To Jones: “I was right. He was selling nothing. That’s what ‘nirvana’ means: nothing. As a cure for the great cosmic disaster most of us call life, he prescribed a rigorous course of meditation and perfect living over any number of lifetimes, with nothing as its final reward. D’you think anyone on Madison Avenue could sell that? But the whole of the Indian subcontinent bought it at the time. Today there are more than three hundred million Buddhists in the world and growing.”

“You also said he was right. I can’t remember the argument.”

“Correct. Black holes in space, which can fairly be described as pockets of nonexistence since no light or time survives there, have been seen to emit subatomic particles and reabsorb them. Life comes from nothing and returns there after all. Smoke and mirrors, just like the man said two thousand five hundred years ago. Magic. Which may yet make logic the biggest superstition since the virgin birth.”

“Well, there you are,” Jones says. “It only goes to show. But there’s a play on words here, isn’t there? He was only selling nothing if you understand nothing in a certain sense. Nothing to a Buddhist is also everything, since only nothing has any reality.” A little self-consciously, she takes another glug of vodka. Iamskoy and I are both grinning at her. Iamskoy suddenly claps a few times and I feel obliged to join him. Jones blushes but I’ve never seen her so happy.

“You’ve been schooling her?” Iamskoy asks me.

“Not at all. I didn’t think she was interested in Buddhism.”

“Are you?” Iamskoy asks.

“I’m interested in this jerk.” She points at me and takes another deep swallow of vodka. “And Buddhism is the only sure way to turn him on. At least with Buddhism you can get some conversation out of him.”

“I found that too,” Iamskoy says. “He has this Thai way of falling asleep at the drop of a hat, but mention rebirth or nirvana or relative truth, and he perks up. That’s what I love about this country. Everyone has a spiritual dimension, even cops. Even crooks. Some of the biggest gangsters make merit by giving huge sums to the monasteries and donating to the poor. Makes you wonder.”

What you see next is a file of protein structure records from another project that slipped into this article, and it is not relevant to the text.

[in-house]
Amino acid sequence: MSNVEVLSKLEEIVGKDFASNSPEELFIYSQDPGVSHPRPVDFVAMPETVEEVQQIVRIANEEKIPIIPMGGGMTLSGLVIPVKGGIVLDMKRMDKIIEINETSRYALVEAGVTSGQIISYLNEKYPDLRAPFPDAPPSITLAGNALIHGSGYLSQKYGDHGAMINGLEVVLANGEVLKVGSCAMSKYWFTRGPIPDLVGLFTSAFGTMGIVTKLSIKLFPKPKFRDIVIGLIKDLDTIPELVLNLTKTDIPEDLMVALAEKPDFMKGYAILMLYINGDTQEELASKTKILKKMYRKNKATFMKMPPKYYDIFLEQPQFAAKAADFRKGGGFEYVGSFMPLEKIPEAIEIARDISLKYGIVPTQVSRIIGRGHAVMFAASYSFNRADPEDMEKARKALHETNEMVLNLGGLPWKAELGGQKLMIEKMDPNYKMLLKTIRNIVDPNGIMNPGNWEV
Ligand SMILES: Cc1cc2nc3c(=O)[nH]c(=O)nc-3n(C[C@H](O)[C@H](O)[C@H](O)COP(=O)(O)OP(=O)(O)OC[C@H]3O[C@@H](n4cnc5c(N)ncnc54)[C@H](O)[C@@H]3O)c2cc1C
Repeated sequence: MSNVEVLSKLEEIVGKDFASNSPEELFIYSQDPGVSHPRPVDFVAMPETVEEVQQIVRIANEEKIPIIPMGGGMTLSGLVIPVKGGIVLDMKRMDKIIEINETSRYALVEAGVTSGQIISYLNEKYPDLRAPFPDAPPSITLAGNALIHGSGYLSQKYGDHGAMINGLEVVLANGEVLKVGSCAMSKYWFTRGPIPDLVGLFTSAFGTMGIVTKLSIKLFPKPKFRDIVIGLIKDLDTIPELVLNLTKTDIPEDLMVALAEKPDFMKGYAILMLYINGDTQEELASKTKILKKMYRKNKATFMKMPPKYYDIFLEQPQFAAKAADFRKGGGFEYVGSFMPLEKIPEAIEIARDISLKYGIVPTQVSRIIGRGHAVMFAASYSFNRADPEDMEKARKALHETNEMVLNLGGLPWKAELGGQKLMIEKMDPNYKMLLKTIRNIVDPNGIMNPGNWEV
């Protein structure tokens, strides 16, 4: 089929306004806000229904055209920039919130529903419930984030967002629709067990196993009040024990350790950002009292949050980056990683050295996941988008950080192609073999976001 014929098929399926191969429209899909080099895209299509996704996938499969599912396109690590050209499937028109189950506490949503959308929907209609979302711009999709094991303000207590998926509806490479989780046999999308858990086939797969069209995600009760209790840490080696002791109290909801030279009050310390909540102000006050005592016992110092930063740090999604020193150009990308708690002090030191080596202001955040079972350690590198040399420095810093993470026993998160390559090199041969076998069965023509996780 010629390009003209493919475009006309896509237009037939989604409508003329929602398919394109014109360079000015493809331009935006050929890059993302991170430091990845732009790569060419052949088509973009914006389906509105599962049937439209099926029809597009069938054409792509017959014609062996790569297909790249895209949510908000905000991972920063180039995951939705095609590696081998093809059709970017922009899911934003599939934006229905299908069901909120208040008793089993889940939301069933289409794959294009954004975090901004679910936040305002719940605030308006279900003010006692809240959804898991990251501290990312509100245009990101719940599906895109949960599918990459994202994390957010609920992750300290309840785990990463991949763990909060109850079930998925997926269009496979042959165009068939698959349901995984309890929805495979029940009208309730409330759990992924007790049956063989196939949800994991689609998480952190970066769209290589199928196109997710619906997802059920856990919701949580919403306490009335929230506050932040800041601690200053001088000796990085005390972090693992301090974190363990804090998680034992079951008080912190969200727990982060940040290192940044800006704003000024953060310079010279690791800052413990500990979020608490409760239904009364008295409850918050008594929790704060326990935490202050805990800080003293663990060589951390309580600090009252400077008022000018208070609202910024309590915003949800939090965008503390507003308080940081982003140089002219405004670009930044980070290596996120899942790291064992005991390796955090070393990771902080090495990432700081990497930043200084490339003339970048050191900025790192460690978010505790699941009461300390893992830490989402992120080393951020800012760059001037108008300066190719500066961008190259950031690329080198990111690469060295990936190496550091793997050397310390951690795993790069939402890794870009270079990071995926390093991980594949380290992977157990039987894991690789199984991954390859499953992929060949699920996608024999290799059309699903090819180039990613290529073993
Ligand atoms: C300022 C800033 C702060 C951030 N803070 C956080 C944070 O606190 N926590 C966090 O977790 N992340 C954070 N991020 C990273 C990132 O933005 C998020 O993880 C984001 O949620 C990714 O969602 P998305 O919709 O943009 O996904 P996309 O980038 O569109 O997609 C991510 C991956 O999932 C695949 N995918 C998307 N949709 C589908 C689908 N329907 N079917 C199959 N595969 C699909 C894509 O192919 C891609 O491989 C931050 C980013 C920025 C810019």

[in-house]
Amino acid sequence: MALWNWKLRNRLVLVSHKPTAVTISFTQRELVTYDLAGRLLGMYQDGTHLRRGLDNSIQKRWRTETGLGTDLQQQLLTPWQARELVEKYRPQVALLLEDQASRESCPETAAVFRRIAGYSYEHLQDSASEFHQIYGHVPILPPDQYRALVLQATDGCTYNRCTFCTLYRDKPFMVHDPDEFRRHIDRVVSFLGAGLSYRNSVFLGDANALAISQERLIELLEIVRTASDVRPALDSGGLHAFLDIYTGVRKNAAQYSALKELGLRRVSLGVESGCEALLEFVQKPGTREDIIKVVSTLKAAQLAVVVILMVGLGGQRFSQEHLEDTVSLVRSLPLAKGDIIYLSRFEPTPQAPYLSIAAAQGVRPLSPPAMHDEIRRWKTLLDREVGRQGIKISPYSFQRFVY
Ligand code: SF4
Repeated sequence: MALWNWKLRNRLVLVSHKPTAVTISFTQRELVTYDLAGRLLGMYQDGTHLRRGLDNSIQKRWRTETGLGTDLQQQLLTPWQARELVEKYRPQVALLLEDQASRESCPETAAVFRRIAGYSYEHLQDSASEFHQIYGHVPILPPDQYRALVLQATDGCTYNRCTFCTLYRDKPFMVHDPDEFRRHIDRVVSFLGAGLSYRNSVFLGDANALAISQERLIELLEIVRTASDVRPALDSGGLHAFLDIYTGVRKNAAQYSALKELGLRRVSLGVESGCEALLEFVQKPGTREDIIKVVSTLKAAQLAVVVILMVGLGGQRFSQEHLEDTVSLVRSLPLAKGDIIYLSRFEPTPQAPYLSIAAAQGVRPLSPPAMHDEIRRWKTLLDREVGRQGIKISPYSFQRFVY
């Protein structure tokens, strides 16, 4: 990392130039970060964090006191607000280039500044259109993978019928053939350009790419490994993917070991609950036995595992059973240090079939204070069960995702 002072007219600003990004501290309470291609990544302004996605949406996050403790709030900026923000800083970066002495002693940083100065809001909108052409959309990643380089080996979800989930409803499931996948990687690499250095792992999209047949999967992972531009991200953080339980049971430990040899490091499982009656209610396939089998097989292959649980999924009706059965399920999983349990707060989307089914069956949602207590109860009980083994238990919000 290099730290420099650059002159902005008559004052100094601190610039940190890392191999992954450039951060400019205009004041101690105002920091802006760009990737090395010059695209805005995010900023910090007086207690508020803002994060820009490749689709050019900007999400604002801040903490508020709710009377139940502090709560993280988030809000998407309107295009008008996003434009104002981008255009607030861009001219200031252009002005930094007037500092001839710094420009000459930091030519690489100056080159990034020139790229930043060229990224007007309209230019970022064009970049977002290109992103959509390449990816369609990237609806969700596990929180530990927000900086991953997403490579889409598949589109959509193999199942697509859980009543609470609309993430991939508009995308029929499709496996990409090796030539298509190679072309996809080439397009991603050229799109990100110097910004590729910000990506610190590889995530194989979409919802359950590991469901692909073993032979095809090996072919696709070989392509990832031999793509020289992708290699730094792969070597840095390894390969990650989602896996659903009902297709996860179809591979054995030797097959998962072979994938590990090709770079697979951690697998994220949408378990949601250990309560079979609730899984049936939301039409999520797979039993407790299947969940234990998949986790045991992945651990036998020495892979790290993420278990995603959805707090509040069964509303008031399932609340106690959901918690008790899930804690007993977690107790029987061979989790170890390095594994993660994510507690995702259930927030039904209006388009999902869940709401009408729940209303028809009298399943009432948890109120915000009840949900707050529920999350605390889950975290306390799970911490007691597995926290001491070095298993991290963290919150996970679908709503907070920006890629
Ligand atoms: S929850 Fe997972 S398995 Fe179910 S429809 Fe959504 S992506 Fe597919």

“About what?”

“About what the past five hundred years of Western civilization have been about. If we’d remained medieval we might have been smiling as much as the Thais.”

“Gimme some more vodka, will you?” Jones says to me. “I’ve been waiting for a conversation like this, seems like forever. It’s better than school.”

There are footsteps in the hall and the woman in the nightgown appears. After Iamskoy’s comment I check her figure, as far as I can. She is slim and pale with hair which is almost black and very large green eyes. I could find her exotic. Jones gives her a big warm smile, woman to woman, and she smiles back.

“This is Valerya,” Iamskoy says. “She’s the Ph.D. You see, she heard the conversation and was irresistibly drawn to join us. That is one of our million faults, Russians are perpetual undergraduates. We still talk about life in a way the West grew out of fifty years ago.”

“It’s better than sucking cocks,” Valerya says, walking to the coffee table and taking one of the bottles and swigging it. “But I’m not yet a Ph.D. I’m funding my thesis.” Her English is less accented than Iamskoy’s, with a British tone. Now that she has spoken I can see her hardness, though, the hardness of a beautiful woman who doesn’t need to care. I no longer find her exotic.

“Were you funding your thesis at the casino last night?”

A shrug followed by a second swig. “You’re right about Russians. We love to blow everything on a bad bet. I can’t believe it. All that sex, for nothing. If I could delete the gambling I could delete the selling of my body, they cancel each other out, but I’d still need to fund my Ph.D.”

“What is your subject?” Jones wants to know.

“Child psychology.”

Iamskoy and I both see the look of horror cross Jones’ face, but Valerya doesn’t seem to as she engages Jones’ eyes and speaks earnestly about how a Russian degree isn’t worth a dime even in Russia, but with a Ph.D. she could probably get a teaching job in one of the American universities, using her research project into criminalized street kids, of which there is an abundance in Vladivostok, just like in New York or Los Angeles. She really wants to get to the States.